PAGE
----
On Thursday we left to take a trip to Iowa.  I wish that Aiyana's first road trip were for a real vacation rather than going to a funeral, but this is just how things are.  My sister's son Benjamin passed away on Monday evening.  He was only 26 days old -- he had been born early (27 weeks) and his lungs were simply too underdeveloped for him to survive.  We attended his memorial service on Friday and will attend his funeral on Monday.  The trip has been tiring (both physically and emotionally), but the girls have been handling it OK.  Aiyana is a good little traveler, but she gets a little uptight if you keep her out past her bedtime.

Saturday, March 10, 2012

The Last "Break Even" Day

Lynnea spent the majority of the first few months of her life in the hospital.  During that time, we were often sent home from the hospital only to return a few days later because Lynnea was not healthy enough to handle living at home.  During one of those early stays, a nurse assured me that eventually Lynnea would be able to spend more time at home than in the hospital.  It was then that I started to keep track of how many days Lynnea was in the hospital and how many days she spent at home, always looking forward to the "break even" day when the number of days at home equaled the number of days in the hospital.

At the time, I really thought that there would only be one "break even" day -- that once she managed to have more days at home than in the hospital, that would be how things would always stay.  Of course, with Lynnea, that's not how things were; the next time she had a "break even" day it was when she was in the hospital with no discharge date in sight, which meant that she was again on her way to spending more of her life in the hospital than at home.  The doctors and nurses at the hospital who knew me well knew that I kept track of these things, and I would often point out during rounds when it was a "break even" day in order to remind everyone how badly I wanted to take her home.  Throughout her life she ended up having several "break even" days; if they happened when she was at home it was a day to celebrate, if they happened when she was in the hospital it was often a day of discouragement. 

Today is "break even" day.  It has been 612 days since Lynnea died, so today the number of days that she spent on earth equal the number of days she has spent in heaven.  This is the last time she will ever have a "break even" day.  Happy "break even" day, Lynnea.

Wednesday, February 29, 2012

Two Months Old

Aiyana is now two months old (as of Monday, actually...I'm just a little slow at getting this posted).  She had her well-baby check-up and she is healthy and growing nicely.  She smiles all the time now and once in a while she almost laughs.  Yesterday she and Ashlyn discovered the fun of old video games.  Here's a picture of the two of them playing Mario Kart 64 (OK, so Ashlyn is playing and Aiyana is intently watching...she's not big enough to hold the controller yet). 

Wednesday, February 8, 2012

Remembering Heart Surgery #6

I know that it is not uncommon for people who have lost a loved one to have a tough time around birthdays and the anniversaries of their deaths.  This is true for me around Lynnea's birthday, and the 5th of July, but those days aren't the only ones that are hard.  In fact, in some ways, the anniversaries of the days she had surgery (especially heart surgeries #2, 3, 4, and 6) and other days that she nearly died (there are too many of those instances to count, but there are a few that stand out in my mind more than others) are even harder.  The day that she died is hard to think about, but when I woke up on July 5, 2010, I knew what the day would bring; there was no fear that day -- I wasn't terrified that I might lose my baby that day because I already knew that I would -- there wasn't the same worry and tension that earlier moments, like surgery days, had brought because I had already accepted the fact that her death was inevitable, and deep down, I knew that she had suffered enough and, really, for her, this was for the best.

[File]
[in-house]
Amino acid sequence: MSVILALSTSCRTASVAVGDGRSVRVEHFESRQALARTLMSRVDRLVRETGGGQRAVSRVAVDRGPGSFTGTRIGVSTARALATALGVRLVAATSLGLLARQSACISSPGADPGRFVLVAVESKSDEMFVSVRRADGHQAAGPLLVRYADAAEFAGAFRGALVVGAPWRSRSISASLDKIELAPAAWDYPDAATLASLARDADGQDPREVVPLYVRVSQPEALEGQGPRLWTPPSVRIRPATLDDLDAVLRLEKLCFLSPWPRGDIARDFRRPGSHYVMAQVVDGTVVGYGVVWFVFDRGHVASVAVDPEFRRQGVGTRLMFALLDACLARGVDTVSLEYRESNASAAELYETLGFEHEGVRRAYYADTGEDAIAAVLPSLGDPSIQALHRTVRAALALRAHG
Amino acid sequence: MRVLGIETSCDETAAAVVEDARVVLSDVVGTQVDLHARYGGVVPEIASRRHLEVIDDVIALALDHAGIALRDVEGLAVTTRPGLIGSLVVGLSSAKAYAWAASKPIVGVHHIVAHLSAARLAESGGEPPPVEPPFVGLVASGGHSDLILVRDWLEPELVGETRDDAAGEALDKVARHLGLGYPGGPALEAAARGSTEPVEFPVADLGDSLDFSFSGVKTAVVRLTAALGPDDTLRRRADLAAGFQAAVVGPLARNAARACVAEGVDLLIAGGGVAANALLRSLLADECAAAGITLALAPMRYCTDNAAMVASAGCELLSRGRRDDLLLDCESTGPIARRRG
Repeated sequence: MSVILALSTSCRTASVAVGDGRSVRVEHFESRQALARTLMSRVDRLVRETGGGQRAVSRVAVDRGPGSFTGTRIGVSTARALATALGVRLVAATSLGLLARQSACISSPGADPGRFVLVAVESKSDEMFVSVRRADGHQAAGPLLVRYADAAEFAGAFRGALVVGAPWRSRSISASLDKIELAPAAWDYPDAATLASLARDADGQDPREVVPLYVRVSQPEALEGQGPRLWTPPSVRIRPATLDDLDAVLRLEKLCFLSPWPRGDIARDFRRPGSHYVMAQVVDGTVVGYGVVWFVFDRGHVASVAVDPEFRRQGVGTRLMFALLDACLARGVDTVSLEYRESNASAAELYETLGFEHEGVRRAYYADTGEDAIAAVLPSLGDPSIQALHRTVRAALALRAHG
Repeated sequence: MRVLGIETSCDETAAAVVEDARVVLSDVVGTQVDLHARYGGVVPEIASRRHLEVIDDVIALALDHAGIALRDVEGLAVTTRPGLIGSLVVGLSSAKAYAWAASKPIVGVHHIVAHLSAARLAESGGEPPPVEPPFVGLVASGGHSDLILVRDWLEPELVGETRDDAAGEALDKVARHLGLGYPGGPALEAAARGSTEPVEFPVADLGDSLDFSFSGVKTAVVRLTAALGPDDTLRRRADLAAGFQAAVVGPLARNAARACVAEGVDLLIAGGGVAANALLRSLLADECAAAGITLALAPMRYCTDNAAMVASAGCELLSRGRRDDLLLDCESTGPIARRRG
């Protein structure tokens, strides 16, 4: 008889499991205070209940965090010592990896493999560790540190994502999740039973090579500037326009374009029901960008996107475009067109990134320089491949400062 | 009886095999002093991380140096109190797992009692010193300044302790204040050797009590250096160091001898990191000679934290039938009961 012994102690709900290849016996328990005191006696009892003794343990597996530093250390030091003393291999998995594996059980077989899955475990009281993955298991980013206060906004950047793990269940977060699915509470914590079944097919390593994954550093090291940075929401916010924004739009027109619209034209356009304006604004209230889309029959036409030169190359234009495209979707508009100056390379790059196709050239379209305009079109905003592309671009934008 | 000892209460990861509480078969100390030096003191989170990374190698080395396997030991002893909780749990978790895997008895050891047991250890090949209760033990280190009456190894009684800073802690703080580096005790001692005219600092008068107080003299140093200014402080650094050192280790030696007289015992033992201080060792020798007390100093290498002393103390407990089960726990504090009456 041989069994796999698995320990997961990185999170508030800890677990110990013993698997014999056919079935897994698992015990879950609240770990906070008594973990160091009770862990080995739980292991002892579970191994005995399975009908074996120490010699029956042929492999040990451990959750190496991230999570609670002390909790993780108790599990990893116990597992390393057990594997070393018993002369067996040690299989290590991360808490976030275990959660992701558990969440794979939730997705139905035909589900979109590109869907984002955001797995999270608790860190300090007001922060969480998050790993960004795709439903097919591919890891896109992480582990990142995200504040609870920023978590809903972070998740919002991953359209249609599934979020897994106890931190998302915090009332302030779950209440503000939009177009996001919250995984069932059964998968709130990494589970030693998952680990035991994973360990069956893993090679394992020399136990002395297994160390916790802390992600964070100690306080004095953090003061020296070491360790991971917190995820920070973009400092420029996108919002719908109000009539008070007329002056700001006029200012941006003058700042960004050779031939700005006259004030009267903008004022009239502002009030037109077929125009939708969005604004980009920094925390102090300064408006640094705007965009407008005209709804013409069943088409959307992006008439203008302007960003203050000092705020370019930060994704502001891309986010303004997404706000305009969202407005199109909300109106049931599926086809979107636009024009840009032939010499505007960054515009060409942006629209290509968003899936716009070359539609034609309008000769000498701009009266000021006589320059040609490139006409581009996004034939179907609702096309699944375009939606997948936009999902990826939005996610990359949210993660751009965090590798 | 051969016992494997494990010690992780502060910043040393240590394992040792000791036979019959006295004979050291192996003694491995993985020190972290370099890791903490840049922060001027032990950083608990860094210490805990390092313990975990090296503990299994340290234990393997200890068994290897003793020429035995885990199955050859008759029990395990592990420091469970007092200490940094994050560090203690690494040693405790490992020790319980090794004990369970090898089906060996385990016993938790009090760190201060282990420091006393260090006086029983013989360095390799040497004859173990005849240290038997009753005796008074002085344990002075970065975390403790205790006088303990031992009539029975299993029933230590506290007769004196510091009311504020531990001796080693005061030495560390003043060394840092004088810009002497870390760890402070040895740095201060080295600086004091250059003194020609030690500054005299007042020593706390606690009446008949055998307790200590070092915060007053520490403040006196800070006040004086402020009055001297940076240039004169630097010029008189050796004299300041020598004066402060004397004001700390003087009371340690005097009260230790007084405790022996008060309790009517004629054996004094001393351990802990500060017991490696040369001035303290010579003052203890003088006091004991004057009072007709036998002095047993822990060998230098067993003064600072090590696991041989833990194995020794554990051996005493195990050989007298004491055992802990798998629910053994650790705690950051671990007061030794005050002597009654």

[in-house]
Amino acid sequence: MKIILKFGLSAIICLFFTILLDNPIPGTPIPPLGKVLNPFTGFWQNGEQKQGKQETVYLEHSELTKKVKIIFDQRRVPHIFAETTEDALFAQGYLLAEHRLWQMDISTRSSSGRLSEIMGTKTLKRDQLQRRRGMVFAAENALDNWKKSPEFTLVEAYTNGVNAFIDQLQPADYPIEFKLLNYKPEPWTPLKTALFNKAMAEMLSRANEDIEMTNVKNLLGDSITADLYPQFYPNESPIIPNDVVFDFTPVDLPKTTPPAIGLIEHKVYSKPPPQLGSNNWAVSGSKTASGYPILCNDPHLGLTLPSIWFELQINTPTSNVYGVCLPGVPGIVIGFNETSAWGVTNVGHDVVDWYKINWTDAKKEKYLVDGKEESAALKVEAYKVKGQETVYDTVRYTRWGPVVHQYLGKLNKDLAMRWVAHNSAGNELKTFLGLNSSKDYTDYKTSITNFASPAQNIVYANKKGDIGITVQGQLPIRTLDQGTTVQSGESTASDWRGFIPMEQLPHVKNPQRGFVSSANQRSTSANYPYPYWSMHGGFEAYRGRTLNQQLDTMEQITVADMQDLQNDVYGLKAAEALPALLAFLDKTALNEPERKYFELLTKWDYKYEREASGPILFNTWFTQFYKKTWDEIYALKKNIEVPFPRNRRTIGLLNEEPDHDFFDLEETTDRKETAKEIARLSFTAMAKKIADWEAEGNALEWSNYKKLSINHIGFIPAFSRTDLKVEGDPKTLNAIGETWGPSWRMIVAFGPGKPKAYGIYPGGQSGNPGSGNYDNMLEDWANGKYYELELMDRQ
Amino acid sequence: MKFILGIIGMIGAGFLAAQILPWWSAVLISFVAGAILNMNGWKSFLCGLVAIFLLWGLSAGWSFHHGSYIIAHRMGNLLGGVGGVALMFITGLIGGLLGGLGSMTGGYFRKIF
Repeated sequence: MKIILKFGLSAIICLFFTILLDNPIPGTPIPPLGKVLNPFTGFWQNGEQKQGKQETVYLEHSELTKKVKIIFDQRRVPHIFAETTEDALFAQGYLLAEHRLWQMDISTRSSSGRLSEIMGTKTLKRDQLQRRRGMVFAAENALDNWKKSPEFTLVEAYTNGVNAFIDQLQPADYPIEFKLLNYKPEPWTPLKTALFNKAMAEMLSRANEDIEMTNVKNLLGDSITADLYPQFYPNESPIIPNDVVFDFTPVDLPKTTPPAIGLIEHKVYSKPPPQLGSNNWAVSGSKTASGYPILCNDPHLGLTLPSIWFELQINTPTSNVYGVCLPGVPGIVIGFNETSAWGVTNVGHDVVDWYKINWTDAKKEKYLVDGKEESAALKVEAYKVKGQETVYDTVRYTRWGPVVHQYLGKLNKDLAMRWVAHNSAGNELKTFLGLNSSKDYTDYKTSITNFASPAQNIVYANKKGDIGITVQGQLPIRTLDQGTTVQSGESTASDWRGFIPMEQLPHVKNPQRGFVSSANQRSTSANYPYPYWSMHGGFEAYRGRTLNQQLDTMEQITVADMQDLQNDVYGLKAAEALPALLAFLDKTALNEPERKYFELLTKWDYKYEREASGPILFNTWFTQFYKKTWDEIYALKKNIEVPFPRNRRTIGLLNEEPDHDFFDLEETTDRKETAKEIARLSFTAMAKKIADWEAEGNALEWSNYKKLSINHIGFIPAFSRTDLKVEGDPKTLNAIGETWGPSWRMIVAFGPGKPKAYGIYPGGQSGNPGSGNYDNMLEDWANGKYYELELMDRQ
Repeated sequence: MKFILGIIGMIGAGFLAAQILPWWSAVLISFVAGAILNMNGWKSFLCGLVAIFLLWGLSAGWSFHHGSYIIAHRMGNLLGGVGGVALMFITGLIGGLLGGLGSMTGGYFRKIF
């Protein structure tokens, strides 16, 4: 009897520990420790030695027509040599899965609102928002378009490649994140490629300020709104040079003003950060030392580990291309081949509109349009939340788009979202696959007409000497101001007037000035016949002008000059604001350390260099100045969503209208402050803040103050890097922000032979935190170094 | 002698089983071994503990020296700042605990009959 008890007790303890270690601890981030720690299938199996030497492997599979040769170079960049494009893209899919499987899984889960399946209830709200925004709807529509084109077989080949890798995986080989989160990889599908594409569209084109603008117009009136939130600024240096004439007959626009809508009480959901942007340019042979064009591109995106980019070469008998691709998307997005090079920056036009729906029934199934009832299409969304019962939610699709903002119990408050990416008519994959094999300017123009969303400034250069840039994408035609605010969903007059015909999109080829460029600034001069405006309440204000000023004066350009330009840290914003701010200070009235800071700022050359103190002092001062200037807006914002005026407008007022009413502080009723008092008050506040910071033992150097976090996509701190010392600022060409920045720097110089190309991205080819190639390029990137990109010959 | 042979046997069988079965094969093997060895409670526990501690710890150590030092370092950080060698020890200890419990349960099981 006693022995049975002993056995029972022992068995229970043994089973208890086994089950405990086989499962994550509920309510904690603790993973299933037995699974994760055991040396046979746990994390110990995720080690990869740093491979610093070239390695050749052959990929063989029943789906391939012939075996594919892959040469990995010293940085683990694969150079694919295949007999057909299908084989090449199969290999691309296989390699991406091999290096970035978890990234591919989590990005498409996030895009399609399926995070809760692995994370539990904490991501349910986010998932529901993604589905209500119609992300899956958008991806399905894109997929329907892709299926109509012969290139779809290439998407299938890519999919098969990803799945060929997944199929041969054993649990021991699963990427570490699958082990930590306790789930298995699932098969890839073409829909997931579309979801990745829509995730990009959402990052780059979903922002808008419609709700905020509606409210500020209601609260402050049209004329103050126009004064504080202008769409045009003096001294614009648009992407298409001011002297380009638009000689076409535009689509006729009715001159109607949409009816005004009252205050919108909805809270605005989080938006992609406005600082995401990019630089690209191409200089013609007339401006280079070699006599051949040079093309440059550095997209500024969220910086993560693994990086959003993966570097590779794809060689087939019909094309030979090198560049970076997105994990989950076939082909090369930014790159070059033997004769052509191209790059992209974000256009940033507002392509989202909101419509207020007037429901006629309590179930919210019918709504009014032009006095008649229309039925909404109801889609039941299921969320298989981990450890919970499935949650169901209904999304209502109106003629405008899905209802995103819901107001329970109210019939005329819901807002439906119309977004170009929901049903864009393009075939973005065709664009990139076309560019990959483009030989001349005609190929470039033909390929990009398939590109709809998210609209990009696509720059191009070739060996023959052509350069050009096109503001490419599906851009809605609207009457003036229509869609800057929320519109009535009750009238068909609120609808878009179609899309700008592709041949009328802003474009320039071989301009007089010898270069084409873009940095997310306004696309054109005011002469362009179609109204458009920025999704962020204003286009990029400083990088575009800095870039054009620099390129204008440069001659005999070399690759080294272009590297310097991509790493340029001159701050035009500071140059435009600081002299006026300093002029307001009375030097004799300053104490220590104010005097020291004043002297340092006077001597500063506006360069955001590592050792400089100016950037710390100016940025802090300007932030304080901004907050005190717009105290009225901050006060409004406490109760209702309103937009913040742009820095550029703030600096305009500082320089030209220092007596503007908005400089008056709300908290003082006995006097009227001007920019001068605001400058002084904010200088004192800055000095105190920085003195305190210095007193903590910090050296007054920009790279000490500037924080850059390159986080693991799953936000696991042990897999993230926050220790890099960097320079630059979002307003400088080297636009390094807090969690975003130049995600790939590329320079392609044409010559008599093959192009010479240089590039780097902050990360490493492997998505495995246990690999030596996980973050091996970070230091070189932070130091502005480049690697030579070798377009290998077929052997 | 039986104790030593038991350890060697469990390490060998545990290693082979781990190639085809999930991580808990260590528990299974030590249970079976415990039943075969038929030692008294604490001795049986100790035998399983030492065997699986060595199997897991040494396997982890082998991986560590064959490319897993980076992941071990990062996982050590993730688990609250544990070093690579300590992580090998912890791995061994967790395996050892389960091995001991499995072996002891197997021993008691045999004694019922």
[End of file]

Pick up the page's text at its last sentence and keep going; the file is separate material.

But, like I said, surgery days were different.  Two years ago today, Lynnea had her sixth heart surgery.  She was 15 months old.  She was old enough to know what was going on.  When we woke her up at 3am that morning and her nurse and I put her in the van (Corey had to work; since he was still a new employee, he didn't have the protection of FMLA and since we couldn't afford to have him lose another job due to excessive absences, he went to work that morning and came to the hospital in the afternoon when he had finished) Lynnea knew that the odds of this being a trip to Grandma's house were slim.  The roads were icy and it took longer than usual to get to the hospital.  When we pulled into the hospital parking ramp, she began to whine.  As we walked through the long tunnel from the parking ramp to the main hospital building, she gave us both a worried cry as we walked past the turn off for the clinic building.  She knew this meant she was going to stay.  When we got to the pre-op waiting area, she looked at me with teary eyes and desperately lifted her hands and signed, "All done!  All done!" and pointed towards the door to leave.  I told her that we couldn't be "all done" yet.